Candidates are half as likely to "whiten" their resume when they see pro-diversity language in the job description, despite the fact that companies that promote diversity and inclusion in their job listings have the same rate of discrimination as companies that don't include such language.
Bias goes beyond race and gender. Some researchers have found that age-based stereotypes decrease willingness to hire job candidates. Age can be implicitly communicated in the skills, professional memberships and other sections of resume. Even certain email addresses can provide clues to an applicant's age.
Other discriminatory practices in hiring are structural. The employee referral process, for example, perpetuates inequality and racial homogeneity in the workplace, St. Louis University law professor Ruqaiijah Yearby told LiveCareer.
When a company with a predominantly white workforce uses employee referrals, Yearby says, they will most likely bring other white people on board. "[Referrals are] great if we all interacted with each other, but we don't because our neighborhoods are segregated, our schools are segregated. We tend to only interact with people who look like us. Does that mean they are any better? No."
The system ends up enriching the employed white members of society at the expense of perfectly-hirable minorities that simply don't have the same connections.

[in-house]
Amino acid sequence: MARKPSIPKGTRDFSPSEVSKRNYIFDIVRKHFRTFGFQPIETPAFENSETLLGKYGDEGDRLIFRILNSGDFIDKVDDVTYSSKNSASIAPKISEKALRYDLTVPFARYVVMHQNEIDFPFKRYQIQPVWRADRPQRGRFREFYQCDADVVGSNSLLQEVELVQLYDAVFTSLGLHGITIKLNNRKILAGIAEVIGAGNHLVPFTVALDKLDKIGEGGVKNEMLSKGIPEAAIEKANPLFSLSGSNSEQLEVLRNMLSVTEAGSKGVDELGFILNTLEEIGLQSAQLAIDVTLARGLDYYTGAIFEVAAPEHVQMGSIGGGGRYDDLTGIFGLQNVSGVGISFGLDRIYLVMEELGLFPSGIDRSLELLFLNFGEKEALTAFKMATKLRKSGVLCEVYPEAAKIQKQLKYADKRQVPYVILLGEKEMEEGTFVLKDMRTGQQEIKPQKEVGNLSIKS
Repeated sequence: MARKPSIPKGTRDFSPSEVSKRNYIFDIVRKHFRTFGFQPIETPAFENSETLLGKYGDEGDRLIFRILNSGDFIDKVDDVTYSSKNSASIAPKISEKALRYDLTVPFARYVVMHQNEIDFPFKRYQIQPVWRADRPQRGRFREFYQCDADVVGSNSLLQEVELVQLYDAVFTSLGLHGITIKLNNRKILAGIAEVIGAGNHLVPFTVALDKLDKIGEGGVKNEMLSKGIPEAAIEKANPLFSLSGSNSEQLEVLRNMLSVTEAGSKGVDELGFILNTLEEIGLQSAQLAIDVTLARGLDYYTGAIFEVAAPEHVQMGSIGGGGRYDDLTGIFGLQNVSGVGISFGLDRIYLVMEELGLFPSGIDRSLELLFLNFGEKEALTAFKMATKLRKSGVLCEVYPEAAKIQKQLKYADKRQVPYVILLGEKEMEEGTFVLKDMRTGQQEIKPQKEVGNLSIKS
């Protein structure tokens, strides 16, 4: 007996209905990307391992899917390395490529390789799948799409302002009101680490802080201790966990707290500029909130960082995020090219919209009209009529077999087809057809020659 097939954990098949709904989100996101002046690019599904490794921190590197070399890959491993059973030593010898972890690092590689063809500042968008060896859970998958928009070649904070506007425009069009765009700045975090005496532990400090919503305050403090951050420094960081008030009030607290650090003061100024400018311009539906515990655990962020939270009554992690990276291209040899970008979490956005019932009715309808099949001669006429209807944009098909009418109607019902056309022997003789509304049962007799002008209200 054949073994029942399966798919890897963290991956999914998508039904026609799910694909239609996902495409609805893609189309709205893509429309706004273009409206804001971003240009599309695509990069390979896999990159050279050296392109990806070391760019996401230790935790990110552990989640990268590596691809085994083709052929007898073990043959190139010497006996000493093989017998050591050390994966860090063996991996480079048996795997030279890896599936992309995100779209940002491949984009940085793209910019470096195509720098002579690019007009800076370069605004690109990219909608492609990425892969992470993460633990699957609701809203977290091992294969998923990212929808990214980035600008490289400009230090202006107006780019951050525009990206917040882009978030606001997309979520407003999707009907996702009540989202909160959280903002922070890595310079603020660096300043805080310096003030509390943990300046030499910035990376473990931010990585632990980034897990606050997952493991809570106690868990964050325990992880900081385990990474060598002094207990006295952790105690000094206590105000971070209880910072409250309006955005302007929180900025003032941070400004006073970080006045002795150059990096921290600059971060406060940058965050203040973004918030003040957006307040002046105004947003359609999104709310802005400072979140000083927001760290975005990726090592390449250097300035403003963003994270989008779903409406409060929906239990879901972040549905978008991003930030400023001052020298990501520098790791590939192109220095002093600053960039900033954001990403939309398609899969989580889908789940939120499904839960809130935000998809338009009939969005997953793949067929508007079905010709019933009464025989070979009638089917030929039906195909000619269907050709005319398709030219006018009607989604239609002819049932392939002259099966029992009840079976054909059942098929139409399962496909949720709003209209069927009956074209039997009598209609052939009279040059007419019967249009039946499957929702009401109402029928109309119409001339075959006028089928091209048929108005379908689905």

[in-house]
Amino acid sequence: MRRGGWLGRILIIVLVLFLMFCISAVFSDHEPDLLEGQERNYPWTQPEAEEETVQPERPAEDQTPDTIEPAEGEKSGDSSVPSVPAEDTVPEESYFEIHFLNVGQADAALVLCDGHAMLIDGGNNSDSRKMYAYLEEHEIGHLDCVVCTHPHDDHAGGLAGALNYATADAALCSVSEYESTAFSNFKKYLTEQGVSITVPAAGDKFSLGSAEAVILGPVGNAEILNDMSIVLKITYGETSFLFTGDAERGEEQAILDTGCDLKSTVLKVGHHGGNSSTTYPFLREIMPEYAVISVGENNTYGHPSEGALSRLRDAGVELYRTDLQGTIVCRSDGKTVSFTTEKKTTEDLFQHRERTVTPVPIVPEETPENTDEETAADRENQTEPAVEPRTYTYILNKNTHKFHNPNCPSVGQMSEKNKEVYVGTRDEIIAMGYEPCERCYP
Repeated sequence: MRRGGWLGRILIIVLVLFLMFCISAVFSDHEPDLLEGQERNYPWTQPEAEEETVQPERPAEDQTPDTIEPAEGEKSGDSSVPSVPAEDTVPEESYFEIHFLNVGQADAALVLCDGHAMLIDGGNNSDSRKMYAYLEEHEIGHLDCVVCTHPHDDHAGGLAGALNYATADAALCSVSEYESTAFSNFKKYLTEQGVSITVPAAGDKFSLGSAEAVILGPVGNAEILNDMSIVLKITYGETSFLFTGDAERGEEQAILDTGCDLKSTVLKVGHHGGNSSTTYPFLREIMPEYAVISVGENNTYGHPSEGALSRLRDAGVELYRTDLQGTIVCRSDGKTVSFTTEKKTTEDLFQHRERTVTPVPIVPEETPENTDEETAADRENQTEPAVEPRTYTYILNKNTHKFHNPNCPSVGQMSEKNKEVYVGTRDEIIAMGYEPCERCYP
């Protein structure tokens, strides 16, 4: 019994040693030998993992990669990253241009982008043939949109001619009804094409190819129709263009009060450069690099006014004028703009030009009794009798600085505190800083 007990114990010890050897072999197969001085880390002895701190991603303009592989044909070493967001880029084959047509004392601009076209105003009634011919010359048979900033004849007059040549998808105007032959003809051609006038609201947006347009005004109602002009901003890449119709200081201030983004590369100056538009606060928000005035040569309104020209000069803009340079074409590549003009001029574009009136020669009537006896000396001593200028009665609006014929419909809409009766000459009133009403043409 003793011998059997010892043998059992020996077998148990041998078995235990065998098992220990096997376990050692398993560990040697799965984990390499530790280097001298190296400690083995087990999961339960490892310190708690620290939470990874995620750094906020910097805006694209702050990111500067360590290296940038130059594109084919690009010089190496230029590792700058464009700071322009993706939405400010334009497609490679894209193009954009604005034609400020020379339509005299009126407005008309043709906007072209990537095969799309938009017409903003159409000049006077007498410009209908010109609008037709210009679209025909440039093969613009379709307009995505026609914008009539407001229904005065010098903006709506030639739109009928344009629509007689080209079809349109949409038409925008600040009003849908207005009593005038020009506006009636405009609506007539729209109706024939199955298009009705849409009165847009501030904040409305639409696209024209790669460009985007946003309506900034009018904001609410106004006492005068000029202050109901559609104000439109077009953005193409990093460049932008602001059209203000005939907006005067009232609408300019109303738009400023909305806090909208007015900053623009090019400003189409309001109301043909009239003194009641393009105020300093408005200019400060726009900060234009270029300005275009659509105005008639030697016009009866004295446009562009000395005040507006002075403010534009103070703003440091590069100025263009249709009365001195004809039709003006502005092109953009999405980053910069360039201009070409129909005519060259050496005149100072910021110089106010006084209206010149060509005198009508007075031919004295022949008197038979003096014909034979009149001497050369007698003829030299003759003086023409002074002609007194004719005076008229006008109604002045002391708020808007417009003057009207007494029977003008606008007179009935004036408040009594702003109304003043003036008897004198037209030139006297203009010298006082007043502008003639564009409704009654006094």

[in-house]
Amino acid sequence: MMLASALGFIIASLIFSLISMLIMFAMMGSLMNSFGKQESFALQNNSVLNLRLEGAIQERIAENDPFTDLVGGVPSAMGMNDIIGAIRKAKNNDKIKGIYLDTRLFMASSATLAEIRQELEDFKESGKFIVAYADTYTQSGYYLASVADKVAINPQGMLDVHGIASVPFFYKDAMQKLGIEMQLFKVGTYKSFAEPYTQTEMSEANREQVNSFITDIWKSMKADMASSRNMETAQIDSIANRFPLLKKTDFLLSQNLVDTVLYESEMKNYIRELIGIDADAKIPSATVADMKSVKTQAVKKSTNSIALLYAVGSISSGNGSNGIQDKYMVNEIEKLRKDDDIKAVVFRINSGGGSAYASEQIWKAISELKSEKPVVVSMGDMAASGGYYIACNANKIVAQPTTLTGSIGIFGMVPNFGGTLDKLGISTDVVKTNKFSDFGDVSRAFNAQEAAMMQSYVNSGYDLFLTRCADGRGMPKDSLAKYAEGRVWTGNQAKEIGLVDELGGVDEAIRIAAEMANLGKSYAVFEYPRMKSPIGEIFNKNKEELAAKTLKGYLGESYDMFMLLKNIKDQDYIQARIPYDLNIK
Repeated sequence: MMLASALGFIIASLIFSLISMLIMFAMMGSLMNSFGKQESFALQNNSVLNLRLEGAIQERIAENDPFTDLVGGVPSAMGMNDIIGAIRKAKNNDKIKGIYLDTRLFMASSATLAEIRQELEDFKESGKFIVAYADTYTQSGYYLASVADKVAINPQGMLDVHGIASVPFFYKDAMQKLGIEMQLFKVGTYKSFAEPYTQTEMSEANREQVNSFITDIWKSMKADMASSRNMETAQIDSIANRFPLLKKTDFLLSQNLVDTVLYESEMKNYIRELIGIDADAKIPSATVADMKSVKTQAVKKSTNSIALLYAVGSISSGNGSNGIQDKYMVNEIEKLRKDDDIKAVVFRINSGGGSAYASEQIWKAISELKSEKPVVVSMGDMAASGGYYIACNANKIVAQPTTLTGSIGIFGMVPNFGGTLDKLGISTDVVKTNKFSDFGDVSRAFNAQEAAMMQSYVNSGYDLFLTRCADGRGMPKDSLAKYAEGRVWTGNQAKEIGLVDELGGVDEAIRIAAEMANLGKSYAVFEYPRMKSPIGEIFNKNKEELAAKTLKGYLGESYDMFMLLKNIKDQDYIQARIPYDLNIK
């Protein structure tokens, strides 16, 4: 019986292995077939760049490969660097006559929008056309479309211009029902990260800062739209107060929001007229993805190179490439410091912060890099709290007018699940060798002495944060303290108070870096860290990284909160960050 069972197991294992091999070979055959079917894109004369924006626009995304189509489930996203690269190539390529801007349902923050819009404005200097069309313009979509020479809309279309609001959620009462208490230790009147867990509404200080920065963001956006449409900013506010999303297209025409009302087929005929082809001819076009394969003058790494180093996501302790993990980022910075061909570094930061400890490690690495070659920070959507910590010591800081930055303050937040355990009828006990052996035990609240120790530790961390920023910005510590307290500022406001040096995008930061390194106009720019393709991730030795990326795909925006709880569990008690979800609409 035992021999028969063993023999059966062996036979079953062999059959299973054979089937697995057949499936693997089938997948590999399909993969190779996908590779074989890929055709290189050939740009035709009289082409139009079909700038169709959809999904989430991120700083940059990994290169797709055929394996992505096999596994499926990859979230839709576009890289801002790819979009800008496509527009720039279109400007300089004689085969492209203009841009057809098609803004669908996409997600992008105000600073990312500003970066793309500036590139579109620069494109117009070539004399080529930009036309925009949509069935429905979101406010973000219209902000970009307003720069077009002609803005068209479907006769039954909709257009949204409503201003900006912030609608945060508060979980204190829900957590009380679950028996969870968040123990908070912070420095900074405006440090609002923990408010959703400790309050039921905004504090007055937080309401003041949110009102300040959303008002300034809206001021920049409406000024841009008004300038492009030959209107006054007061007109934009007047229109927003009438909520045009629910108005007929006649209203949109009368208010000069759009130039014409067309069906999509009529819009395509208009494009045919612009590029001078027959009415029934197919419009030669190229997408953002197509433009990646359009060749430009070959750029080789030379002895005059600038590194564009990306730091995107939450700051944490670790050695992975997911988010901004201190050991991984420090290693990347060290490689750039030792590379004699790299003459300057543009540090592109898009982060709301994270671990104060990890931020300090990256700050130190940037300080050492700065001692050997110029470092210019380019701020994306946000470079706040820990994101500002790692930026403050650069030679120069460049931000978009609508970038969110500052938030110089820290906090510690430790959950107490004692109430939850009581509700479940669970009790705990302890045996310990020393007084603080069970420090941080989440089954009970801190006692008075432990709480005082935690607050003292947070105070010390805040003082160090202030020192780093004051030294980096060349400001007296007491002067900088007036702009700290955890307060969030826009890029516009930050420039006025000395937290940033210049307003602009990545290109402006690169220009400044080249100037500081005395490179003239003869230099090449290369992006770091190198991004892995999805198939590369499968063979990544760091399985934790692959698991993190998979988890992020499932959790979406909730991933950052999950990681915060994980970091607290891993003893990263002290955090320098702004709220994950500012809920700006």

Even when you make it in the door, discrimination continues
Discrimination doesn't end when you get the job.
Whether they're dealing with repeated slights from colleagues or being singled out by their boss to solve racial injustice in the workplace, Black employees are frequently judged and exploited based on their skin color, even in well-meaning organizations.
Often workplace discrimination isn't as explicit as it was in the 1950s, which makes it harder to prove. The word "boy" to describe Black employees is considered sufficient evidence of discrimination due to its long history as a means to belittle Black men. However, when the words seem more neutral and less attached to historical examples, such as referring to a Black colleague as "angry" or "abrasive," courts require more context.
Meanwhile, Yearby points out, minority and female employees are more likely to be tapped to take on additional uncompensated work. Employers who ask a Black employee to single-handedly lead a diversity task force without offering more pay may be putting an awful burden on the worker, not to mention treating them as a token representative of their race.
Solutions to the intractable problem of resume bias
HR departments are the gateway to finding a good job, so companies should make sure their resume review process is free of bias. Here are a few potential solutions to a perennial problem.
- Use blind resumes and application materials. Stripping resumes of anything that could hint at the race of the applicant is one solution that's fairly easy to implement thanks to new technology.
- Standardize the process. From using the same set of questions in every interview to carefully choosing requirements for the open position, standardizing the application process, if done carefully, will help smooth out some of the built-in bias.
- Make hiring for Black or brown or underrepresented communities an explicit goal. Ultimately, the HR department will respond to carrots and sticks. If you prioritize diversity and incentivize bringing on board a more diverse group of new hires, you can push the workforce in the right direction.